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April 12, 2024
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Beyond Bots: What Else Can AI Do For Business?

George Davis, Ph.D., Founder and Chief Executive Officer at Frame AI.

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AI features are creeping into the products we use every day: writing assistants for office suites, copilots for coding and bots to guide you through how-to articles. Behind most of these sits a framework with the unassuming name “RAG”—retrieval augmented generation. RAG works like a Magic 8 Ball for users: You pose a question, an application shakes that question up with knowledge and context from the work at hand, and a large language model (LLM) formulates a valuable response.

Recent offerings from OpenAI (GPT and the Assistant offering), Amazon (Bedrock’s Q models) and Google compete to streamline this pattern for developers.

The launch of ChatGPT set the stage for RAG-driven enterprise AI strategies in late 2022, when, within two months of its release, ChatGPT had attracted an estimated 100 million monthly users. Its user-friendly interface and robust conversational capabilities drove this rapid adoption, and the popularity of ChatGPT among the general public bled into enterprise AI strategy.

However, RAG-based models only represent some of what is possible with AI. Despite RAG-based bots’ practical applications and user-friendly nature, their success has contributed to a somewhat myopic view of AI as a sophisticated bot.

Introducing STAG

AI-forward businesses are discovering that not every use case can be met with the same reactive query-response platform. For applications that require proactive analysis of streaming data, there is a new architecture to consider: stream-trigger augmented generation systems, or STAG. STAG systems are proactive. Where RAG exposes curated knowledge to dynamic queries, STAG tracks fixed queries against massive streaming data. Where RAG amplifies user knowledge, STAG amplifies user vigilance. While RAG and STAG operate distinctly, their power is most evident when combined.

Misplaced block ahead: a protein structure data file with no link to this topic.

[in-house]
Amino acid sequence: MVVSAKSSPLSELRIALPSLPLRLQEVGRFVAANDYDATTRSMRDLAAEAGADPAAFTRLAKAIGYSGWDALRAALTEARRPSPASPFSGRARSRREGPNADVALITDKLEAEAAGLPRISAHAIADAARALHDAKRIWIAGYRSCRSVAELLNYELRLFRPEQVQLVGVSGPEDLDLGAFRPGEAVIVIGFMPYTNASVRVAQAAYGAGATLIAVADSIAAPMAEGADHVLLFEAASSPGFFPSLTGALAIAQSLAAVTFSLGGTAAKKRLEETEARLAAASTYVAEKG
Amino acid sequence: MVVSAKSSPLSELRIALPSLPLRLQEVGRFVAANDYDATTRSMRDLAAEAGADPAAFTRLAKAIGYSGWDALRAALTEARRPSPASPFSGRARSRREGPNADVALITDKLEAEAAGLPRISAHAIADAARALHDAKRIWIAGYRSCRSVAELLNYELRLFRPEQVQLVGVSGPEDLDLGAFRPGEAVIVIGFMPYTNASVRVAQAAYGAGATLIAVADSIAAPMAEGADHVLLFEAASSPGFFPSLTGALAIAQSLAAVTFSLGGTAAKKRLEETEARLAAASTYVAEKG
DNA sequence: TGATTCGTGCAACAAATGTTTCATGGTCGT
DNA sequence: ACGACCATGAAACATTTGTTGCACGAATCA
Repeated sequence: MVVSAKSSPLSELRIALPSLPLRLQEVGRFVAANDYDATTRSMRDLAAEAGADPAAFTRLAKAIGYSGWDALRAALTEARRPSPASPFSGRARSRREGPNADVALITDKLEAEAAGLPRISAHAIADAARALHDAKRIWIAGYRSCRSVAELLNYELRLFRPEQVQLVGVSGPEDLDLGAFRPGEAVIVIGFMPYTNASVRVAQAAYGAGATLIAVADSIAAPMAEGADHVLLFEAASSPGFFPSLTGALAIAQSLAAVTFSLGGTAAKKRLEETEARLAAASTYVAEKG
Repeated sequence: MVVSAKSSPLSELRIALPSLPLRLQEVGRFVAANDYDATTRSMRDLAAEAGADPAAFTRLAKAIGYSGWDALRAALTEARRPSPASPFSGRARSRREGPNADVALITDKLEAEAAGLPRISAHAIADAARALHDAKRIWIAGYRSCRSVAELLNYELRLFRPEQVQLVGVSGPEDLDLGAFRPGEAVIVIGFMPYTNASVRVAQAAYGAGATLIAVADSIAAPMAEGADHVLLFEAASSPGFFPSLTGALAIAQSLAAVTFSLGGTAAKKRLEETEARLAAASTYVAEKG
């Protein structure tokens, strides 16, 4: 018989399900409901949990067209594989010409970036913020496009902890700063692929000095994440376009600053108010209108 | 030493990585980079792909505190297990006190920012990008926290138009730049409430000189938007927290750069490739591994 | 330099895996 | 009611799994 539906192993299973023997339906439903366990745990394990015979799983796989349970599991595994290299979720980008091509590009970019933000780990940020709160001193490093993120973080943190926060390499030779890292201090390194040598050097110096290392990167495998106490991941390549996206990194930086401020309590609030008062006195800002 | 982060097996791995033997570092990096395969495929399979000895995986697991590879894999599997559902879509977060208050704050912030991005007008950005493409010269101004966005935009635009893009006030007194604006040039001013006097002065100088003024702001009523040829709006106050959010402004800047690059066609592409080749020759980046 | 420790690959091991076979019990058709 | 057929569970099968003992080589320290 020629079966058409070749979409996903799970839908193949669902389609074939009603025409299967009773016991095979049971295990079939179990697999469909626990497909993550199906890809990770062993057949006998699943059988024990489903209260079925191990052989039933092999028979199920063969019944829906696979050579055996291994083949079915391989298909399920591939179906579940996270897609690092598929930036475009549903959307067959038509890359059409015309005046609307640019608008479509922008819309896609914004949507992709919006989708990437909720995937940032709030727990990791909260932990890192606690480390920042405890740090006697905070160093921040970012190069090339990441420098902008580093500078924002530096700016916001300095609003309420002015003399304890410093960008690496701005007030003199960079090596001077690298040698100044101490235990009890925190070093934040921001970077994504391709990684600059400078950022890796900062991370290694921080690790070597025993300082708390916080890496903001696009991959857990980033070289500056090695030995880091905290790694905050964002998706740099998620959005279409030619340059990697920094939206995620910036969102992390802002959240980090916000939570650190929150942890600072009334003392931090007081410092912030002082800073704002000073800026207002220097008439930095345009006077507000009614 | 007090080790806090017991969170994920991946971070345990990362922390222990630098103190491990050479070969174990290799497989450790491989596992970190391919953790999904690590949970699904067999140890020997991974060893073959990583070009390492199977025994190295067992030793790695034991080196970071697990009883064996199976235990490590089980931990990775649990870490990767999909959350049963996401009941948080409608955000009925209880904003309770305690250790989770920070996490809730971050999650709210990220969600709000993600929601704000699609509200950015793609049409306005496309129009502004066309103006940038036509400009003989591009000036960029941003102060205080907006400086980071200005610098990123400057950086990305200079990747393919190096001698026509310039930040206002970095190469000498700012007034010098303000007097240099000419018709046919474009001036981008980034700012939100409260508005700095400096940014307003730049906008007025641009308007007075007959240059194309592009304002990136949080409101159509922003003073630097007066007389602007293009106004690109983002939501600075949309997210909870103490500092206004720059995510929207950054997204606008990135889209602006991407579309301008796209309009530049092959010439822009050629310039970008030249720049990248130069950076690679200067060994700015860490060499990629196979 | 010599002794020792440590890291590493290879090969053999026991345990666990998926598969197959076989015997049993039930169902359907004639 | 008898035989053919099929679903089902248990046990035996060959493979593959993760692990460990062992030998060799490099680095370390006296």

RAG And STAG: Two Models For Querying Data

RAG and STAG are complementary architectures, making it easier for people to answer important questions. However, the biggest gap in the query-based RAG systems is that users must know which questions to ask. However, it won’t proactively offer insights on emerging trends or unanticipated user issues the user hasn’t thought to ask about.

Because the user must ask to receive, the RAG-based interaction pattern is definitionally reactive, which makes it difficult to meet the needs of environments that demand continuous data analysis.

In STAG-based systems, users don’t have to query to receive insights. Instead, STAG systems automatically and continuously query on behalf of the user.

In the example of a product leader working on feature enhancements, a STAG-based system might automatically surface a sudden spike in user engagement with a particular feature, indicating a shift in user preference or a newfound application of that feature. Alternatively, it could identify an emerging pattern of issues or complaints specific to a recent update, allowing the product leader to address these problems before they escalate quickly.

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Businesses investing in generative AI face a decision about how to allocate resources between different AI technologies and business applications. Given the popularity of RAG-based systems like ChatGPT, the most obvious answer today is to deploy reactive bots. However, the people who can most benefit from AI often have the least time to engage with AI tools.